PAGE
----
I’m a bit puzzled by the image quality. I’ve read some reviews that have absolutely raved about it, saying it’s easily the best of the 10MP DSLRs, but personally I wasn’t that impressed. It’s good, don’t get me wrong, but it’s not ”that” good. In terms of absolute sharpness and detail, it produced virtually identical results to the Olympus E-400, Sony A100 and Nikon D80. I’ve taken the same shots with all four cameras, and for three of them at least you can compare the results right here by clicking on the links in the first paragraph of this review. I think you’ll agree that it really is no better. I also found significant levels of purple fringing around some burned-out highlights, and while it might have marginally superior dynamic range, it’s not enough to give it a significant advantage. Colour rendition was very good, but then again it’s not a problem for any recent DSLR that I’ve tried.


Surprisingly for a canon DSLR, I was also not massively impressed by the image noise control. Shots at 100-400 ISO were fine, but there was noticeable colour speckling in darker areas at 800, which spread to the mid-tones at 1600 ISO.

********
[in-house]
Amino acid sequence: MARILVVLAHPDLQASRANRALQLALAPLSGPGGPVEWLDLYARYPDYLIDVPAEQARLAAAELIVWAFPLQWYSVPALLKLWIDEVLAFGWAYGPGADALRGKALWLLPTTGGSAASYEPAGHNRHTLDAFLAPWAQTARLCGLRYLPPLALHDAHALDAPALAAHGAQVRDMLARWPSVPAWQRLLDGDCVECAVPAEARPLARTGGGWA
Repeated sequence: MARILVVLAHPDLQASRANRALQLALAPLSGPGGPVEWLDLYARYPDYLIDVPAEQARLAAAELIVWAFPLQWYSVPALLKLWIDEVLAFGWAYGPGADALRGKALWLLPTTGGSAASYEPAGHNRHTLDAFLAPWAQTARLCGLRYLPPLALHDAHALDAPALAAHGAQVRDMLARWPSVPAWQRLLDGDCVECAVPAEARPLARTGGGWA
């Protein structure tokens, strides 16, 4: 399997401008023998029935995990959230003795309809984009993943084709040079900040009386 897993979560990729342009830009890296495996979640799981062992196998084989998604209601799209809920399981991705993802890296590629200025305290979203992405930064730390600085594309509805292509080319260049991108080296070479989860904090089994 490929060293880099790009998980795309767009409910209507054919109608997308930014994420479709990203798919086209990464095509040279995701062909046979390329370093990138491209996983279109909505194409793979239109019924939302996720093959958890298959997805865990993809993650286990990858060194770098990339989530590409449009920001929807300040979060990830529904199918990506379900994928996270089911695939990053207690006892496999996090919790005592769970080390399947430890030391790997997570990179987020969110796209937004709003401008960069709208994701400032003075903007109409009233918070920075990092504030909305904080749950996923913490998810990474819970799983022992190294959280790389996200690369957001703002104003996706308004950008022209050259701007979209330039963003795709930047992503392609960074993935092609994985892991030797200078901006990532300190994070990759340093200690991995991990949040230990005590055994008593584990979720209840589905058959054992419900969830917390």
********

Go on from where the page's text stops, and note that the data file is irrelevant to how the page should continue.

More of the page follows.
”’Verdict”’

While the 400D is unquestionably a very good camera, with superb performance, an excellent control system and wide range of picture control options, and while it is a distinct improvement on the 350D, it doesn’t really stand out in comparison to any of the other entry-level 10MP DSLRs that are currently available. The kit lens is also very weak.

”A range of test shots are shown over the next few pages. Here, the full size image has been reduced for bandwidth purposes, and a crop taken from the original full resolution image has been placed below it in order for you to gain an appreciation of the overall quality.”


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1/30th sec, F5.6, ISO 100